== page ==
Founded in 1865, Carter's (NYSE:CRI) is a leading producer of apparel for babies and young children in the United States and Canada. Per Reuters:
The Company owns two brand names in the children's apparel industry, Carter's and OshKosh. The Company operates through five business segments: Carter's retail, Carter's wholesale, OshKosh retail, OshKosh wholesale and International. It offers multiple product categories, including baby, sleepwear, playclothes and related accessories. As of January 3, 2015, the Company had approximately 18,000 wholesale locations (including national department stores, chain and specialty stores and discount retailers), 855 Company-operated stores and its Websites. As of January 3, 2015, the Company operated 531 Carter's and 200 OshKosh outlet, brand, and specialty stores in the United States. As of January 3, 2015, its products are sold through 124 Company-operated stores in Canada in addition to its international wholesale, licensing and online channels.
The company is a compounder, which we define as a highly cash generative business operating in a niche market with a defensible moat. For background on why we like compounders as investments, refer to our introductory article here.
Shares in CRI was trading at $87.47 as of 02/19, some 20% off its 52 week highs.
Macro and currencies have put brakes on the company's share price since 2015. Carter's CEO, Michael Casey summarized this well in the Q3 earnings call:
A challenge in our business this year  has been the decline in demand from international consumers shopping in the United States. We believe this is a macro issue, certainly not unique to Carter's. As you may know, we have benefited from strong international demand in our US websites in the years past, exceeding over 40% of total demand in each of the past four years...
...We believe the decline in international demand is related to meaningful changes in currency exchange rates. It is possible that we will continue to see decreases in international demand well into next year until exchange rates normalize year-over-year. By comparison we had very good performance in our international business, which we believe reflects our efforts to expand the reach of our brands to global markets.
Is the drop warranted? Let's revisit the basic investment thesis using a series of questions to see if anything fundamental has changed:
- Is its management shareholder-oriented?
- Is its moat defensible?
- Is it still profitable?
- Is its revenue stable and recurring?
- Is it trading at reasonable valuations?
1. Shareholder-Oriented Management: PASS
Carter's is run by an experienced CEO who is compensated on long-term share price performance.
CEO & Chairman, Michael D. Casey has been with the firm since 1993 and was promoted to CEO in 2008. Prior to becoming the CEO, he was the firm's CFO. Clearly, he is a numbers person and focused on financial performance.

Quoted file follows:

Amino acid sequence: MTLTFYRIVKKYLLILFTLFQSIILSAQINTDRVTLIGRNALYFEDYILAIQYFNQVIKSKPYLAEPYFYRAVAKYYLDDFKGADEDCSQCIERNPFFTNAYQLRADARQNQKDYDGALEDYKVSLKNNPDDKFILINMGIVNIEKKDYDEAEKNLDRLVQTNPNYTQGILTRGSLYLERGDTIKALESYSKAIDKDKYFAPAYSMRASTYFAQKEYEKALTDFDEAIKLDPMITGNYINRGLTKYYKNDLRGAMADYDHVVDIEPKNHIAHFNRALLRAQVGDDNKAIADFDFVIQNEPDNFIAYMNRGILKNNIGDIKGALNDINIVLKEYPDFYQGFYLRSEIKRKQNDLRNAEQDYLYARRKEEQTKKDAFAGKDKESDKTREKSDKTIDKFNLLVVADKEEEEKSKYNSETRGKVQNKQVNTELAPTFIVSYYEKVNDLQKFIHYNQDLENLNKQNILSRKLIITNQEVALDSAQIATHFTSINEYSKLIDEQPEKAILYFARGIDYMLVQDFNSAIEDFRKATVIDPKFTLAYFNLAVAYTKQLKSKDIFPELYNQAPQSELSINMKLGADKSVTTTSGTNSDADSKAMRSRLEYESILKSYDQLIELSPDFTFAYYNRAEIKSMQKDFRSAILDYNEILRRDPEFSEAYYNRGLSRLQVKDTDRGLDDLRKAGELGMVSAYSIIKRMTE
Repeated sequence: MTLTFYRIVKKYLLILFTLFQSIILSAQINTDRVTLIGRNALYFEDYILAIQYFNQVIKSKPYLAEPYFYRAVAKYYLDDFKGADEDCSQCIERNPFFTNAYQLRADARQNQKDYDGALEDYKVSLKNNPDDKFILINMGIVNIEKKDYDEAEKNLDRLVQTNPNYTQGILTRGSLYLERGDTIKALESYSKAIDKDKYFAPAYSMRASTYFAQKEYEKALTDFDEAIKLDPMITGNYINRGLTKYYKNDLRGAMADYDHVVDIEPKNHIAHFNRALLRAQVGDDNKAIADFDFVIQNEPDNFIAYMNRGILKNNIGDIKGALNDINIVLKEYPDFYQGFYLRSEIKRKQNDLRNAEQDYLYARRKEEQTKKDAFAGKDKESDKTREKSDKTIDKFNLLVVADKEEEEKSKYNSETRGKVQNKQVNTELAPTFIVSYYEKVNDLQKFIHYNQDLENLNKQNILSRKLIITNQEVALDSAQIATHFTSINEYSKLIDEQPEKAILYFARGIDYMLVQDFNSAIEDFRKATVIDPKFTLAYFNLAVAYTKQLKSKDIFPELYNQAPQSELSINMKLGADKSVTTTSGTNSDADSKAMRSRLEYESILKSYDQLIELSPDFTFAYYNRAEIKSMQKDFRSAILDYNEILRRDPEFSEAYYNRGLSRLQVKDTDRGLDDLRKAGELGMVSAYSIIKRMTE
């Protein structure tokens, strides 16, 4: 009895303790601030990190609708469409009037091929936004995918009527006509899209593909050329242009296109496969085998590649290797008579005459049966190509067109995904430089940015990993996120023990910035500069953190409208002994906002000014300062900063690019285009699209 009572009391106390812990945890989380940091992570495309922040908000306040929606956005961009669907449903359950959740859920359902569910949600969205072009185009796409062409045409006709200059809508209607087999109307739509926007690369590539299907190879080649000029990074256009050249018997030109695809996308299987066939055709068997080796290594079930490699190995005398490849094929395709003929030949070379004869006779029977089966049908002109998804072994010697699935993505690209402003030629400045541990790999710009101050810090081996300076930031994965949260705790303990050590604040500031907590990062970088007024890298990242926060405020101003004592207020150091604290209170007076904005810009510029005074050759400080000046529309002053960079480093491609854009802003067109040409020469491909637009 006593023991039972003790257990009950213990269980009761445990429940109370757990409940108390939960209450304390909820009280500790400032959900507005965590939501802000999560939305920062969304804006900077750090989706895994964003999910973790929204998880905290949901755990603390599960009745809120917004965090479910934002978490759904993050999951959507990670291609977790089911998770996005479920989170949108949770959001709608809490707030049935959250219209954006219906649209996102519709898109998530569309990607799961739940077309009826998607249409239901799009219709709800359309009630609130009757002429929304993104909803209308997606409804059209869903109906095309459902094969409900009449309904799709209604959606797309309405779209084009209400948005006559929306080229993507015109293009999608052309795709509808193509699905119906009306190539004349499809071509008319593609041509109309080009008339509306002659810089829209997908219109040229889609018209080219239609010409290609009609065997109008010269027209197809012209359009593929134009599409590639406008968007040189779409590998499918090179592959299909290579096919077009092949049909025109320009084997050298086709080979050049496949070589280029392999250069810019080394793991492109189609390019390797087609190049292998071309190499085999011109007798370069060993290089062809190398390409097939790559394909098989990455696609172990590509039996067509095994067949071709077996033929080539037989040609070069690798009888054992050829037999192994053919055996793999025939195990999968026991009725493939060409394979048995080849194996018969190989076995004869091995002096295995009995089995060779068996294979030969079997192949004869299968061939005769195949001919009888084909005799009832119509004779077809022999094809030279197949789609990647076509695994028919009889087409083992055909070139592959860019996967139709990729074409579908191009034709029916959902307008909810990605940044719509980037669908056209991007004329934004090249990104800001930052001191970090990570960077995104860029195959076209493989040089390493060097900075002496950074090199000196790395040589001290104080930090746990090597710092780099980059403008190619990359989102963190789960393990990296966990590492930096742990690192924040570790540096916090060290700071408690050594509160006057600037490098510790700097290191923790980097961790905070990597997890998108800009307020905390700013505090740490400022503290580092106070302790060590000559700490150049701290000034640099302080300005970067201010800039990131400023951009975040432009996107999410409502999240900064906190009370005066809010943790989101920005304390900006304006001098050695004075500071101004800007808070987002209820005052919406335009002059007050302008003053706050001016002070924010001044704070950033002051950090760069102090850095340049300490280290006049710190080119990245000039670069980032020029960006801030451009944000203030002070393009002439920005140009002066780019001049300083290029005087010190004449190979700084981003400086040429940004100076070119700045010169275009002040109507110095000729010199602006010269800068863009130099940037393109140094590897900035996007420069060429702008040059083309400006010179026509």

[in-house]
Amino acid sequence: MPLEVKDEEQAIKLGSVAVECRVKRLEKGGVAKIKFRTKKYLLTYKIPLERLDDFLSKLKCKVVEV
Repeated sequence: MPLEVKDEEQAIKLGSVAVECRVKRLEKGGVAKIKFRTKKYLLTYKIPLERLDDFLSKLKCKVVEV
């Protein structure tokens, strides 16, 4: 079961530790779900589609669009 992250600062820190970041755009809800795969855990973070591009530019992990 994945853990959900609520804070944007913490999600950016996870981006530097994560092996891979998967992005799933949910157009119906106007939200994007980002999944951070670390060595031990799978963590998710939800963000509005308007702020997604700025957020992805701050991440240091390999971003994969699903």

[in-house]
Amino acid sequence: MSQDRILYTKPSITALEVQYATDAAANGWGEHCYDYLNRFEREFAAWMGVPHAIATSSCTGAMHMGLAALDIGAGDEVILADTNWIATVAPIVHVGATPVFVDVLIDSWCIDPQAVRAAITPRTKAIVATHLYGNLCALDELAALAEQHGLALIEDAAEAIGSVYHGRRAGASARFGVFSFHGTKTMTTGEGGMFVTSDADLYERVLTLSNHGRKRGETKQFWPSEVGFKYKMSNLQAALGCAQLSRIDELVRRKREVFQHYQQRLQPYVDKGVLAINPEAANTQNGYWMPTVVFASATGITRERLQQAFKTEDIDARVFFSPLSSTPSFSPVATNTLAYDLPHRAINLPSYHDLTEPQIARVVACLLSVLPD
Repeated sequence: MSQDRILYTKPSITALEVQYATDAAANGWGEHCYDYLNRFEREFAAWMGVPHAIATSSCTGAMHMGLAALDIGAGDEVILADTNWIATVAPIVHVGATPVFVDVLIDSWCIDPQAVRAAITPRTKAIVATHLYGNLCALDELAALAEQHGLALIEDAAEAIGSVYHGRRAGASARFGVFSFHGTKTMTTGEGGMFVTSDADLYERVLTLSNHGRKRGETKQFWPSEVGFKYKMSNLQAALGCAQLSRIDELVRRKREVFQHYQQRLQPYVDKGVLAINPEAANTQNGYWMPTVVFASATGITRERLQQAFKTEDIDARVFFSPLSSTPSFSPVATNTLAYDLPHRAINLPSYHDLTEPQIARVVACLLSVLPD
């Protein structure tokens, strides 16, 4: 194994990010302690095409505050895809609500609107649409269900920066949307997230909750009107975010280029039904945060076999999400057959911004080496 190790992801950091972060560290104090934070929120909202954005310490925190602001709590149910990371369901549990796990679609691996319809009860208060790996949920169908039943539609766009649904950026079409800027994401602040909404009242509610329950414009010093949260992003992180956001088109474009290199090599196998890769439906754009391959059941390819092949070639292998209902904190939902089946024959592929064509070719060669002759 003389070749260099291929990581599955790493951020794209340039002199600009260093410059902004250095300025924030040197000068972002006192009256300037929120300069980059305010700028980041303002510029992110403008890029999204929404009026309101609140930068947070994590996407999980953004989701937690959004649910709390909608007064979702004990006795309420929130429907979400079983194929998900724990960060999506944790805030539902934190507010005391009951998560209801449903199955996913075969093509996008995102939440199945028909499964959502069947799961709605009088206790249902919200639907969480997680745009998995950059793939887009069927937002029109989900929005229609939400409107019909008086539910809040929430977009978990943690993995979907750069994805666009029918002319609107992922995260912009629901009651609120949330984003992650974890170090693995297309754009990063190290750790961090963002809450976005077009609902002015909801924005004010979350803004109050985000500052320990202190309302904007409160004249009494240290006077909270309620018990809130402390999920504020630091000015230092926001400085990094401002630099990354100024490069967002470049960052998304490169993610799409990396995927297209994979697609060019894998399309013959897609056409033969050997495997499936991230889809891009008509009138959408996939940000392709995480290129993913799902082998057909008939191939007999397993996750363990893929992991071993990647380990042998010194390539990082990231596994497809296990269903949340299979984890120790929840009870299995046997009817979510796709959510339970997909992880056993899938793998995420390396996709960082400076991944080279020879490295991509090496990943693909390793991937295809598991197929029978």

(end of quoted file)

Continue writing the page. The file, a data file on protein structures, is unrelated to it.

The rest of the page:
His compensation package is very much long-term focused, contingent on the company's share price performance. This provides an important alignment of interest with the firm's shareholders:
The company has also been buying back shares steadily on weakness:
2. Defensible Moat: PASS
Carter's brands compete in the $20bn young children's apparel market (ages 0-8) in the United States. It is a niche market. The firm's Carter's brand has the #1 position with a 14.3% market share and its OshKosh brand has a 2.2% market share. In the baby segment, its market share is an impressive 26%, which is more than five times the market share of the next largest brand.
In aggregate, Carter's market share is 80% greater than the next largest competitor, providing it some pricing power in an otherwise competitive market.
The firm's international expansion is in its early phases. Last quarter, the firm's international sales rose 8.4% to account for 10.8% of total revenue but would have grown a much more impressive 17% had it not been for currencies.
3. Profitability: PASS
The company's gross profit margins have hovered above 35% for much of the last decade, and improving in recent years.
That said, from time to time this can decrease temporarily due to factors such as the promotional retail environment and overall levels of consumer spending. The latter is sensitive to macro factors.
Free cash flow and financial health are also robust:
4. Stable, Recurring Revenues: PASS
2014 marked the 26th consecutive year of revenue growth. For the past 10 years, the firm has grown its revenues consistently at a CAGR of 11%. Its share prices have followed suit, and returned an annualized +12% over the same period. Revenue growth have remained positive in recessionary periods, as marked by the grey bars.
5. Reasonable Valuations: PASS
After the recent drop, CRI is currently trading at a free cash flow yield of 6.6%, a level last seen in late 2012. P/E is 19.5x. We believe valuations are overall reasonable for a high quality and steadily growing business.
Although currency headwinds will likely persist in the near term, Carter's fundamentals are sound and long-term growth trajectory is intact.
The company will report its earnings before open on February 25, 2016. We recommend readers accumulate CRI at present levels, and buy more on weakness if it falls further after earnings next week.
We added CRI to our diversified portfolio of compounders at an average cost of $87.50 on 02/19.
Interested in more compounders?
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Disclosure: I am/we are long CRI, TDG, FLT.
I wrote this article myself, and it expresses my own opinions. I am not receiving compensation for it (other than from Seeking Alpha). I have no business relationship with any company whose stock is mentioned in this article.